Saturday, February 16, 2008

Gray water tank, etc.

Finally starting to feel just a tiny bit like a home in here....

Finished the plumbing for the sink's drain. Used ABS and PVC for the s-trap. Braided pvc hose goes down into our gray water tank. PVC and ABS are yucky but there's not really any better options out there short of copper or galvy...and that's kinda crazy for our drain. Also, the sink came with ABS fittings and the gray tank has PVC fittings glued onto it so we just went with the path of least resistance there. At least it's not for drinking water.

Here's our gray water tank all bolted into place! We were able to position it right under our sink for an easy drain. Used more scrap metal from Shnitzer Steel to make the cage. Bolted the box steel onto the ribs underneath the bus.

We also built the skeleton for the bed. The whole structure (with the exception of the 2x2 ledges on the perimiter of the bed) is removable. This way if we need to take things in and out of the back door we can. We used some old plywood sliding doors from Julia's old closet for the platform.

Our fresh water tank insulated with foil bubble wrap. We had a problem with condensation forming on the outside of the tank. Hoping that this solves that problem.

More foil bubble wrap for the covered over windows. We figured out that the oven part of our stove operates with a direct vent system. This means that the reason there are 2 vents (one nested inside the other) is that the outer-most vent sucks combustable air into the appliance and the inner-most vent pushes combusted air out of the appliance. We can't just bend up some sheet metal around the outer-most vent and call it a day because it won't work....they 2 need to be separated on the way out and they need to terminate in such a way that they wont get involved with one another....hard to explain. Anyway, it's back to the drawing board with that. We are looking into ordering the parts for it right now. If it starts to look expensive, we are thinking of scrapping this thing altogether and pulling another stove out of the RVs they have at the pick n pull right now.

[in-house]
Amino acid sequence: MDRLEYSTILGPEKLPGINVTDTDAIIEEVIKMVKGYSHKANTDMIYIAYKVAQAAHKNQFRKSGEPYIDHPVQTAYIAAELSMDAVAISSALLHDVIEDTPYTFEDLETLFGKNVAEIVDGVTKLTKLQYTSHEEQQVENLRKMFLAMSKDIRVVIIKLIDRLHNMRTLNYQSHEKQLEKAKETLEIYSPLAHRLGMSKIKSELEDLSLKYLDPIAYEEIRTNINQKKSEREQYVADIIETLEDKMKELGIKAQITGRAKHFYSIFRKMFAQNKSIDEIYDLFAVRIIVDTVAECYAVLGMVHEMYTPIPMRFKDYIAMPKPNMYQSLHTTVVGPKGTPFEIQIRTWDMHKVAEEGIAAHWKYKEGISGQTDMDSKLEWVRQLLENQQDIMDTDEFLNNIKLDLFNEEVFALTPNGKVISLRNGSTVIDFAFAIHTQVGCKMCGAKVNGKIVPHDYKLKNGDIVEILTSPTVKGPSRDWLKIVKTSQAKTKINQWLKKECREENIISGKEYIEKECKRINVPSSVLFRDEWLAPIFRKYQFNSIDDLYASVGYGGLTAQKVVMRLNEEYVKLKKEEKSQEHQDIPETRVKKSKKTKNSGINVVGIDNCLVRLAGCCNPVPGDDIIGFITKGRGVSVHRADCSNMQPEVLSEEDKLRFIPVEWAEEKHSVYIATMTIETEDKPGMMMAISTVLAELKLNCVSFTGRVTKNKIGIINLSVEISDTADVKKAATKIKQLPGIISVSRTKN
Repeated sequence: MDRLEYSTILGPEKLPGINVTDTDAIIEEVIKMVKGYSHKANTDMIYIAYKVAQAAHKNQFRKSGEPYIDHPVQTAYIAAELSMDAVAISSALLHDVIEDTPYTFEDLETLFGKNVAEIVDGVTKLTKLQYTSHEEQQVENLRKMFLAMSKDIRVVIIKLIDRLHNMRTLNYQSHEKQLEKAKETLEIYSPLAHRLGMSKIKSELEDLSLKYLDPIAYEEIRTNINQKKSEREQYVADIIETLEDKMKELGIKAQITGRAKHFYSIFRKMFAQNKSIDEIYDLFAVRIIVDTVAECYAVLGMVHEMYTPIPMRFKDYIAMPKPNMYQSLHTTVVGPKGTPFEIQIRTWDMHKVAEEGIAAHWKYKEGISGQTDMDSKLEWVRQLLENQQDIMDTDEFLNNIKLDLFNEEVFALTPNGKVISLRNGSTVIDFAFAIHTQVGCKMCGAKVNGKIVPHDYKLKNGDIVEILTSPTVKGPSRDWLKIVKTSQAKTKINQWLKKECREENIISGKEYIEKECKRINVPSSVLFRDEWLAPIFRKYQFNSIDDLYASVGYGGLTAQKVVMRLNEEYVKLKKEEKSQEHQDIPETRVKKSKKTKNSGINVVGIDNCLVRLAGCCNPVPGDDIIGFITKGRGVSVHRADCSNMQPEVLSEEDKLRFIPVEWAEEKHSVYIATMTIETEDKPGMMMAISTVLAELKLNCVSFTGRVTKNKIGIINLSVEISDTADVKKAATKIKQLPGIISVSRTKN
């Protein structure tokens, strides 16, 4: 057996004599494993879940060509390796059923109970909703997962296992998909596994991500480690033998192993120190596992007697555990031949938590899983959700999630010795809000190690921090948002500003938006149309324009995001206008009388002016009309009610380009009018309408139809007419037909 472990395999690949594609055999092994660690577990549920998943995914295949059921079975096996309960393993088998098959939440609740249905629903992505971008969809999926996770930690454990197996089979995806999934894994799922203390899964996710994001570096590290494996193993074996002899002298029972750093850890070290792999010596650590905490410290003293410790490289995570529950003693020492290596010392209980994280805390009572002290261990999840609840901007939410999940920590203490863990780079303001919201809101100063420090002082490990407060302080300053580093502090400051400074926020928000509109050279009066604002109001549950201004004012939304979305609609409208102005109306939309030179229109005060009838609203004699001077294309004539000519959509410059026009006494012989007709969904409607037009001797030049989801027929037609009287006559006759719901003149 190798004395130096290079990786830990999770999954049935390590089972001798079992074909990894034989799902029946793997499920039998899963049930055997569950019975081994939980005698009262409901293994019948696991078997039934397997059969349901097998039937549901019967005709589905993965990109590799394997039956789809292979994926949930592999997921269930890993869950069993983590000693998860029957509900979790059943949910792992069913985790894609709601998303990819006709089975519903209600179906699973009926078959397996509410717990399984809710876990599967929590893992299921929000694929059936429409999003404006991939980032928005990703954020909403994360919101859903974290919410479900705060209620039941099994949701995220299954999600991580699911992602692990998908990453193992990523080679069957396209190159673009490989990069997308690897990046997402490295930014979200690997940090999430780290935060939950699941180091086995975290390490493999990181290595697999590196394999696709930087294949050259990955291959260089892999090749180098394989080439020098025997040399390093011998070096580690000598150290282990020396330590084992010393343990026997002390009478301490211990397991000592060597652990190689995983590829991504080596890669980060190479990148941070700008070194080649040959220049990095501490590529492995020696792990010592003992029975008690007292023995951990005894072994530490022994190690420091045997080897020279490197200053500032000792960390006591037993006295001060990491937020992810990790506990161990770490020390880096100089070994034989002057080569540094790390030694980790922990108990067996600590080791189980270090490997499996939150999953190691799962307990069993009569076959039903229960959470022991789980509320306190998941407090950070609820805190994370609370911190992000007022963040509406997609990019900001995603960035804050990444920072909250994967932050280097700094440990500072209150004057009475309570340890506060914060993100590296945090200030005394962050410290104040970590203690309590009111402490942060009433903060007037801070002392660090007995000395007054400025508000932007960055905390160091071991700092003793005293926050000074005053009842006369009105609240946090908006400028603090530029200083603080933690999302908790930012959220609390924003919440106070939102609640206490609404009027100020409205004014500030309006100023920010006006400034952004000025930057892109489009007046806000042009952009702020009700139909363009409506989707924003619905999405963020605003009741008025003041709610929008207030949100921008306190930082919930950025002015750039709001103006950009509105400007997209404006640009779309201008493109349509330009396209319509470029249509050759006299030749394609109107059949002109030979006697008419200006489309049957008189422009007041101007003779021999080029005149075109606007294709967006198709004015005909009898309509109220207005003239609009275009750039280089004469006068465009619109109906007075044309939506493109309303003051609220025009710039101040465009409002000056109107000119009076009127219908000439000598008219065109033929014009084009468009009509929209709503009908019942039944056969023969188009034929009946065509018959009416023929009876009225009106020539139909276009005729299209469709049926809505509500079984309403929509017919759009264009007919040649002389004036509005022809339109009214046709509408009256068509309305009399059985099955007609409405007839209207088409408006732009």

Found a bunch of this gorgeous tile at Bring Recycling!!! They match our woodstove! We're going to use this to tile over the kitchen countertop. Still hoping to do a swirly broken-pieces mosaic over the heat walls around the woodstove.

Also found these awesome pieces of junk at Bring. They are little archetechural thingies that I personally ripped off of a piece of rotting Victorian house that someone donated to Bring. Hoping to clean the up, refinish them and mount them somewhere in the corners of our bus...maybe making an archway in the hall? Not sure yet. I'm really excited about them though.

In other news....we've decided to put the propane tanks in a sealed box underneath the bench/couch. It's making the most sense to us right now. (Thanks to Richard for his encouragement on this topic!) It'll be a way for us to really shorten our run from the tank to the appliances which is always a good thing - less pipe, fewer connections, fewer places to leak. It'll also be cheaper than buying a super-expensive under-mount tank. We found a couple used under-mounts from the 70's with no OPD valves...that looked kinda rusty...and decided that we'd be better safe than sorry on this one. Pretty sure that's what we're going to start working on tomorrow. =)